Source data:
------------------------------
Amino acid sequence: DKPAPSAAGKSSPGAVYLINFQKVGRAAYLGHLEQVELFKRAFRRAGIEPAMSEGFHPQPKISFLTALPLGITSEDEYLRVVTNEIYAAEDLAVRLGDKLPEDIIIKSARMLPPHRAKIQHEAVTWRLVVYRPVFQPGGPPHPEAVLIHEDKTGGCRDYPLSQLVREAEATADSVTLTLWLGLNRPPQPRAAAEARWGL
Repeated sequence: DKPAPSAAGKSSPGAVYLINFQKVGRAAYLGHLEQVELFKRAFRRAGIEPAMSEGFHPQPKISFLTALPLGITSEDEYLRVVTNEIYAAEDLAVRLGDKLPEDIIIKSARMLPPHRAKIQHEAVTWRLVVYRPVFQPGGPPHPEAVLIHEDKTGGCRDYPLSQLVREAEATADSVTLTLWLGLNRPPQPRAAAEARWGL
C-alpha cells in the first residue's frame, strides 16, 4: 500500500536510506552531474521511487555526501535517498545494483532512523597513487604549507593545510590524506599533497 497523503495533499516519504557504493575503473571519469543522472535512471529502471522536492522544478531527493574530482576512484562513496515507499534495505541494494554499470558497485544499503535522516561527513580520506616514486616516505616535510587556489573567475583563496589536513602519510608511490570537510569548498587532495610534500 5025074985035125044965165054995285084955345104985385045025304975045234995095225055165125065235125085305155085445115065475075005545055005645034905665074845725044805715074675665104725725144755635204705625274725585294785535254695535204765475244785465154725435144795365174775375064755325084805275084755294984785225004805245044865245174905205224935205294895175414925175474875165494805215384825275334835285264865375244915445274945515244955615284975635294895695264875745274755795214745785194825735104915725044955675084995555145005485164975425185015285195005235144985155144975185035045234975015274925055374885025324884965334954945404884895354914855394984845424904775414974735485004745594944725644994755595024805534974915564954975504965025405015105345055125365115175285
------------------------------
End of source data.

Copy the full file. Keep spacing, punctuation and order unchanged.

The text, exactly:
Amino acid sequence: DKPAPSAAGKSSPGAVYLINFQKVGRAAYLGHLEQVELFKRAFRRAGIEPAMSEGFHPQPKISFLTALPLGITSEDEYLRVVTNEIYAAEDLAVRLGDKLPEDIIIKSARMLPPHRAKIQHEAVTWRLVVYRPVFQPGGPPHPEAVLIHEDKTGGCRDYPLSQLVREAEATADSVTLTLWLGLNRPPQPRAAAEARWGL
Repeated sequence: DKPAPSAAGKSSPGAVYLINFQKVGRAAYLGHLEQVELFKRAFRRAGIEPAMSEGFHPQPKISFLTALPLGITSEDEYLRVVTNEIYAAEDLAVRLGDKLPEDIIIKSARMLPPHRAKIQHEAVTWRLVVYRPVFQPGGPPHPEAVLIHEDKTGGCRDYPLSQLVREAEATADSVTLTLWLGLNRPPQPRAAAEARWGL
C-alpha cells in the first residue's frame, strides 16, 4: 500500500536510506552531474521511487555526501535517498545494483532512523597513487604549507593545510590524506599533497 497523503495533499516519504557504493575503473571519469543522472535512471529502471522536492522544478531527493574530482576512484562513496515507499534495505541494494554499470558497485544499503535522516561527513580520506616514486616516505616535510587556489573567475583563496589536513602519510608511490570537510569548498587532495610534500 5025074985035125044965165054995285084955345104985385045025304975045234995095225055165125065235125085305155085445115065475075005545055005645034905665074845725044805715074675665104725725144755635204705625274725585294785535254695535204765475244785465154725435144795365174775375064755325084805275084755294984785225004805245044865245174905205224935205294895175414925175474875165494805215384825275334835285264865375244915445274945515244955615284975635294895695264875745274755795214745785194825735104915725044955675084995555145005485164975425185015285195005235144985155144975185035045234975015274925055374885025324884965334954945404884895354914855394984845424904775414974735485004745594944725644994755595024805534974915564954975504965025405015105345055125365115175285